Global supply chains are an elaborate orchestration of precise processes that enable products to routinely move from point A to point B without a glitch. One of the more complex components of this logistical symphony is accurate order fulfillment. To maintain accuracy, productivity and efficiency across operations, a variety of factors must be considered.
Physical space, square footage costs, labor expenses, time and coordination of efforts all provide opportunities for both potential problems and continuous improvement in a warehouse. Inbound Logistics points out that labor costs comprise 50 percent or more of a warehouse’s operating expenses and SupplyChain247 notes that more than 50 percent of warehouse resources are typically involved in picking, packing and shipping outbound orders. This means that warehouse operations have the best opportunity for improvement in both accuracy and cost efficiency.
As material flows from receiving through the warehouse, incidents can affect the accuracy and efficiency of orders—whether the physical distance between SKU storage, types of products or number of cases per order line or human picking errors.
Furthermore, consumer demands add to the difficulty of maintaining streamlined order fulfillment. Increases in order volume and SKU variety, as well as changing distribution channels with online and mobile ordering, have altered typical handling processes. These changes require implementing more complex systems and attaining faster turnaround on fulfillment.
Materials handling and supply chain experts are turning to automation to uncover efficiency, accuracy and cost savings in the warehouse and distribution center to remedy these new scenarios.
Automated layer picking
Once product is received, orders can be filled with an automated layer pick system that includes a robot, bridge structure and software. The robot is a combination of a clamping tool and a large gantry that travels on two rails. Underneath the gantry is a staging area with a pallet of every SKU the company offers.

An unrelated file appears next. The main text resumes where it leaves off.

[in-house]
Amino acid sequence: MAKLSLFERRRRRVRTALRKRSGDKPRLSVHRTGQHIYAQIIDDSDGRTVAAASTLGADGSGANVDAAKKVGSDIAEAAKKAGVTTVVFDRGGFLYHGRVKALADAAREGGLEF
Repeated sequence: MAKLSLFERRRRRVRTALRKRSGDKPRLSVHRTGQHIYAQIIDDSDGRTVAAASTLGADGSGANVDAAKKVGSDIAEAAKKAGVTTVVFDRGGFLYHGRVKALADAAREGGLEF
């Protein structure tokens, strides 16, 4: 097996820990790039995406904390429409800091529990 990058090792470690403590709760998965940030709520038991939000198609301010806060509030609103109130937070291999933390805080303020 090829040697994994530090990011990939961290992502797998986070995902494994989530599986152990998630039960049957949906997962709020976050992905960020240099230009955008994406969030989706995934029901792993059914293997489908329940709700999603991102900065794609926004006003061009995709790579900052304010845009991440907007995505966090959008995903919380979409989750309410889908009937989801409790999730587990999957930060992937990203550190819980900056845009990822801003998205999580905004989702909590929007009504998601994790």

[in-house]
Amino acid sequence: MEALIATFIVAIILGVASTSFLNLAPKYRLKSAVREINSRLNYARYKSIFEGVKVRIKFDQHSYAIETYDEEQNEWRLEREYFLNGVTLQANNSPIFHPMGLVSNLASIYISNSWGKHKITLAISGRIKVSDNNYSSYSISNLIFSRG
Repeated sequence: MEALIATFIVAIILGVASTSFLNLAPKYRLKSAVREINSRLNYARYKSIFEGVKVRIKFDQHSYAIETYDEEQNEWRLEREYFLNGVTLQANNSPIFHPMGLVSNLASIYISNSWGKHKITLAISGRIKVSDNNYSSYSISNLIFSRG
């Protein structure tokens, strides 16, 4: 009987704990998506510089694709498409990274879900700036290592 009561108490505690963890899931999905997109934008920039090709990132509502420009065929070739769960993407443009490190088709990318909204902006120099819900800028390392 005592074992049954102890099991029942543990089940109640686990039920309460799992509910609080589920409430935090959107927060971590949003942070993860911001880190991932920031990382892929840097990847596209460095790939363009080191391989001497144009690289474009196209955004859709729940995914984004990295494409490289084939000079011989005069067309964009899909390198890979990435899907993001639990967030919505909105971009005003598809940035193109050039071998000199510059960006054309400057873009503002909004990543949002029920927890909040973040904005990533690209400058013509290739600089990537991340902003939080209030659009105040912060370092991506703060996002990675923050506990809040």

The layer-pick tool utilizes a warehouse control system (WCS) to communicate with the warehouse management system (WMS) and obtain order information, including SKUs, quantities and picking sequences. The WCS then directs the layer pick tool how to build orders and manage replenishment. Once the order is built, it is moved to the loading dock.
Technology in use
Layer pick systems are ideal for food and beverage and consumer goods warehouses and distribution centers that move more than 1,000 layers per day with 50-500 SKUs picked in layer form. One example, a Canadian alcoholic beverage distributor, utilizes four robotic heads on two gantry frames to move 100 different SKUs and averages 150 layers-per-hour with each system.
Alternately, one U.S.-based food manufacturer uses a two-head layer pick system with 250 pallet positions to move 400 layers-per-hour. The solution works in conjunction with an AS/RS, which automatically provides replenishment products to the layer picking system. When trucks arrive, single- and mixed-SKU pallets are collected, by layer, and easily moved to the loading dock for shipping.
A leading, global manufacturer of personal health and beauty products achieves a throughput of nearly 190 layers-per-hour based on an average of 30 cases per layer. Comparatively, in fully manual picking operations, each person can realistically pick 90 to 250 cases per hour, based on any number of factors within the facility like the type of warehouse, distance between staging areas, and more. In this scenario, the average manual picking rate is 200 cases per hour per person. The layer picking system, with two robotic heads on the gantry, can do the work of more than 30 people per shift, allowing employees to focus on other non-automated tasks.
In total, this layer picking system provides an estimated return of nearly $2 million per year. This is a significant, direct impact on the company’s bottom line and a quick return on investment.
Intermec, Mis-Picks Cost Businesses Nearly $390,000 Per Year According to Intermec Study, Jan. 2013
Looking to the future
By integrating an automated robotic layer picking system, manufacturers, distributors and supply chain professionals can employ just-in-time order picking, increase efficiency, reduce labor costs, eliminate errors and ensure traceability as products move throughout the facility.
Furthermore, the use of advanced technology solutions automatically creates a repository of data relating to material flow processes, order picking efficiency or productivity. By analyzing this data, warehouse managers can identify opportunities to further improve overall operations based on hard facts and data.
TEXT: LIZ PALM, DPR GROUP PHOTO: LORI VAUGHAN, GRIMSBY